Confessions of a TV Addict #11: The Small Screen Adventures of Larry Cohen!


cracked rear viewer


I was a Larry Cohen fan before I even knew there was a Larry Cohen! Before IT’S ALIVE! , before  BLACK CAESAR , I was watching the following Cohen Creations on my parents big, bulky TV console:

BRANDED (ABC 1965) – Cohen’s first series as creator debuted as a midseason replacement for Bill Dana’s failed sitcom. THE RIFLEMAN’s Chuck Connors  returned to TV as Jason McCord, a disgraced Cavalry officer court martialed and drummed out of the service after being falsely accused of cowardice. McCord then wanders the West getting involved in a new adventure every week while trying to clear his name. Viewers welcomed Connors back to the small screen, and the half-hour black and white Western was renewed for a full season – this time “in living color”! The show featured a memorable opening theme song by Dominic Frontiere and Alan Arch…

… unfortunately, Jason McCord never did…

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Horror on TV: The Curse of Degrassi (dir by Stefan Brogren)


Can you believe that Halloween and Horrorthon are both nearly over!?  I’ve got tears in my mismatched eyes.

Originally, I was planning on posting the final episode of Kolchak tonight but I miscounted and, to make a long story short, I ran out of episodes of Kolchak before I ran out of days in October!

So, for our final Horror on TV of the 2018 Horrorthon, I’m going to share an old favorite of mine, The Curse of Degrassi!

Originally airing on October 28th, 2008, The Curse of Degrassi features Degrassi’s main mean girl, Holy J Sinclair (Charlotte Arnold), getting possessed by the vengeful spirit of deceased school shooter, Rick Murray (Ephraim Ellis).  Chaos follows!  Fortunately, Spinner (Shane Kippel) is around to save the day.  As any true Degrassi fan can tell you, only Spinner has a chance against the forces of the undead.

Enjoy!

A Blast From The Past: Peter Cushing — A One Way Ticket To Hollywood


I’m not sure if you can be a true fan of horror (especially British horror) without loving Peter Cushing.

The actor played many roles over the course of his long career.  In fact, the first film in which he and Christopher Lee both appeared was not a horror film but instead Laurence Olivier’s 1948 production of Hamlet.  (They both also appeared in 1952’s Moulin Rouge.)  However, Cushing will probably always be best known for his Hammer roles and, of course, his villainous performance in Star Wars.  Peter Cushing was not only the virtuous Prof. Van Helsing but also the far less virtuous Baron Frankenstein.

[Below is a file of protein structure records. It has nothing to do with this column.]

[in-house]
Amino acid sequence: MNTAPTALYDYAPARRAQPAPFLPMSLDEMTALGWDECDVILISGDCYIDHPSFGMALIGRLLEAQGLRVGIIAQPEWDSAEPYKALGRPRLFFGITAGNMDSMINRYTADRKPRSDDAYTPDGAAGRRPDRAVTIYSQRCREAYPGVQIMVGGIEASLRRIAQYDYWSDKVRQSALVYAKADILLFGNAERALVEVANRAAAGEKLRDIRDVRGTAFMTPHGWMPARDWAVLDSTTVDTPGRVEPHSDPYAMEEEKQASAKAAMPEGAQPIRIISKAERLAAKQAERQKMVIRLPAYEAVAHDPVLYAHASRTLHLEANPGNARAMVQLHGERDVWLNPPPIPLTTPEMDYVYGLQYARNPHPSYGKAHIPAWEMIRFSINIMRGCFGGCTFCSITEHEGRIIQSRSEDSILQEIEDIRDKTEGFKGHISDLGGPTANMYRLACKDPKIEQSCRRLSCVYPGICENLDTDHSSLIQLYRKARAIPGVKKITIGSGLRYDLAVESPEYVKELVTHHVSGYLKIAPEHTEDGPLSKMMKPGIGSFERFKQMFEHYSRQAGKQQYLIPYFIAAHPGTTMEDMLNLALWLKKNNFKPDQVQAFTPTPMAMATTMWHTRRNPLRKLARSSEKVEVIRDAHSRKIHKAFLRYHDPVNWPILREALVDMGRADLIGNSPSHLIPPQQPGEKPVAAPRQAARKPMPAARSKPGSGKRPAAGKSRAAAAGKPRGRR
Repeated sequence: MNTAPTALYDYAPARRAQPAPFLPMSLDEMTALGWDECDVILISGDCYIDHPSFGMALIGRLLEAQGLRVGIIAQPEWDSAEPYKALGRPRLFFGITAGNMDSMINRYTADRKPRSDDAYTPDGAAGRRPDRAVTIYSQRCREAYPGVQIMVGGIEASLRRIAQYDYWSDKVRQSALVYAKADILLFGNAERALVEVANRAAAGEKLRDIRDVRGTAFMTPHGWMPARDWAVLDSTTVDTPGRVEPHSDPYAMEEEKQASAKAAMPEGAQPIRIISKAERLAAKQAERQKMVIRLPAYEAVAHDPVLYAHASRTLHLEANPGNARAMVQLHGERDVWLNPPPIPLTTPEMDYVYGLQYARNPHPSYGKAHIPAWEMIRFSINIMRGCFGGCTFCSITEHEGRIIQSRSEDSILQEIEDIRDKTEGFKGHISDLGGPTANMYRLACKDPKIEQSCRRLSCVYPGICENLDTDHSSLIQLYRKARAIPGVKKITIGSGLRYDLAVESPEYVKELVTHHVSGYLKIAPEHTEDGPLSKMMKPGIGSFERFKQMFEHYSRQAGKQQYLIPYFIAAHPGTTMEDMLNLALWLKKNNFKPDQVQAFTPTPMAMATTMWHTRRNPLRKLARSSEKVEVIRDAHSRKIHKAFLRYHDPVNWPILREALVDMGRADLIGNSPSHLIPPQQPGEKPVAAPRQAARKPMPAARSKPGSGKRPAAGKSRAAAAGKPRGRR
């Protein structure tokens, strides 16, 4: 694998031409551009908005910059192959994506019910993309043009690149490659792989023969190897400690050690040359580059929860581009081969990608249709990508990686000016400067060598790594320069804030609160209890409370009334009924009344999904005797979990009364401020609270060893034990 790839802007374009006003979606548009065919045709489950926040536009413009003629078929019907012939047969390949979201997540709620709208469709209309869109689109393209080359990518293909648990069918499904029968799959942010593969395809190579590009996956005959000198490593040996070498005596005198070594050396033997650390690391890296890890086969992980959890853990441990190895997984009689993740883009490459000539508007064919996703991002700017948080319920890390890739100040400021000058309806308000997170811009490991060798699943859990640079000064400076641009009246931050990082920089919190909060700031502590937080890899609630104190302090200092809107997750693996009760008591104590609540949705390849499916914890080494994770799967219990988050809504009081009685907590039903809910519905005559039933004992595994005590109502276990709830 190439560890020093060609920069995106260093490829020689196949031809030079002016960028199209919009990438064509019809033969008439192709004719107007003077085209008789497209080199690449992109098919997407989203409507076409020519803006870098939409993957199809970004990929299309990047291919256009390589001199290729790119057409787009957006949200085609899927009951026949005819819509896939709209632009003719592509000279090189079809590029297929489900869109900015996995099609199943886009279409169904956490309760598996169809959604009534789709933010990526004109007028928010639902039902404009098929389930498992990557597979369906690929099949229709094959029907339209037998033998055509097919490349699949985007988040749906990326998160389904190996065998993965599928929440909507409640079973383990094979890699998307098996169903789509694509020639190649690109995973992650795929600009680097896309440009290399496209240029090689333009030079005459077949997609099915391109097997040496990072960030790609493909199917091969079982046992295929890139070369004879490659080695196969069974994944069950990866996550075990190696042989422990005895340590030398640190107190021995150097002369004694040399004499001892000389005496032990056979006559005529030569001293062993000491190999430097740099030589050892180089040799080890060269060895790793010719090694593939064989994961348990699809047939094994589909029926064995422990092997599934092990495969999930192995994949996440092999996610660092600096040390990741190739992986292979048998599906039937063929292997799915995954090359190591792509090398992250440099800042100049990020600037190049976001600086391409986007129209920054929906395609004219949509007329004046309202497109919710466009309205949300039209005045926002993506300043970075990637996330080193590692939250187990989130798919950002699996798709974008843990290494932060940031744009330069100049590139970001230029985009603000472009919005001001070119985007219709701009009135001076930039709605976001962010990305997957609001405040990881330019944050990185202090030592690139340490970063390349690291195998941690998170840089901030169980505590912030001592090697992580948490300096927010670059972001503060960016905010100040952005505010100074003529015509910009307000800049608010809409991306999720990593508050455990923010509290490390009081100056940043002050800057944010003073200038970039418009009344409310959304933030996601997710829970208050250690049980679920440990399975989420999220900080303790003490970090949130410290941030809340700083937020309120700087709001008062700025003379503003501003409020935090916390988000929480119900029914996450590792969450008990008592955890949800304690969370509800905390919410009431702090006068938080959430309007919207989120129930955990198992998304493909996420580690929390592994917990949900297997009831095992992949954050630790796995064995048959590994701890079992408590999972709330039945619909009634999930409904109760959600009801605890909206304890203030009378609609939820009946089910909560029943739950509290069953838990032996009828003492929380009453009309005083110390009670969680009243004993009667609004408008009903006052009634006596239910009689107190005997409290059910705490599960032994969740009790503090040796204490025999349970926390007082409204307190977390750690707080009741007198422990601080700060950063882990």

According to almost every interview that I’ve read, Peter Cushing was a genuinely nice and professional person, one who didn’t personally care for horror films but who never took it personally when he was recognized for appearing in them.  Though they regularly played rivals on screen, he was close friends with Christopher Lee.  I once read an interview with Lee where he said that, decades later, he still hadn’t recovered from Cushing’s death in 1994.

Below, you’ll find a documentary from 1989.  It was called Peter Cushing — A One-Way Ticket To Hollywood.  It’s basically just Peter Cushing talking about his life and career for 49 minutes but it’s a charming little documentary.  Peter Cushing comes across as being very nice and very British.  He discusses not only his horror films but also his work in Star Wars and his performance as Winston Smith in a 1954 production of 1984.

It’s a nice documentary and I offer it up on Halloween as a tribute to one of horror’s gentlemen.

(Thank you to VintageTreats for uploading this!)

Horror On TV: Kolchak: The Night Stalker 1.20 “The Sentry” (dir by Seymour Robbie)


Tonight on Kolchak….

There’s something on the loose underneath Chicago!  Could it be a …. killer lizard!?  Kolchak’s on the story!

Sadly, all good things must come to an end and this was the final episode of Kolchak: The Night Stalker.  Darren McGavin, of course, would later go on to epitomize the ideal middle American father when he played The Old Man in A Christmas Story.

This finale originally aired on March 28th, 1975.

I hope you have enjoyed this October’s trip down Kolchak Lane!

Chilling Adventures of Sabrina 1.6 “Chapter Six: An Exorcism In Greendale” (dir by Rachel Talalay)


So, I’m just going to start this review out by honestly admitting that the sixth episode of Chilling Adventures of Sabrina didn’t do as much for me as the previous episodes.

A lot of that, though, is because any show would struggle to follow up an episode as brilliant as Dreams In A Witch House.  The show didn’t do itself any favors by following up that episode, where Sabrina had to battle and trap a viscous demon, with another episode in which Sabrina had to battle and trap a viscous demon.  That similarity alone makes it impossible not to compare the two episodes against each other and, unfortunately, there’s no way to really top what went on in Episode 5.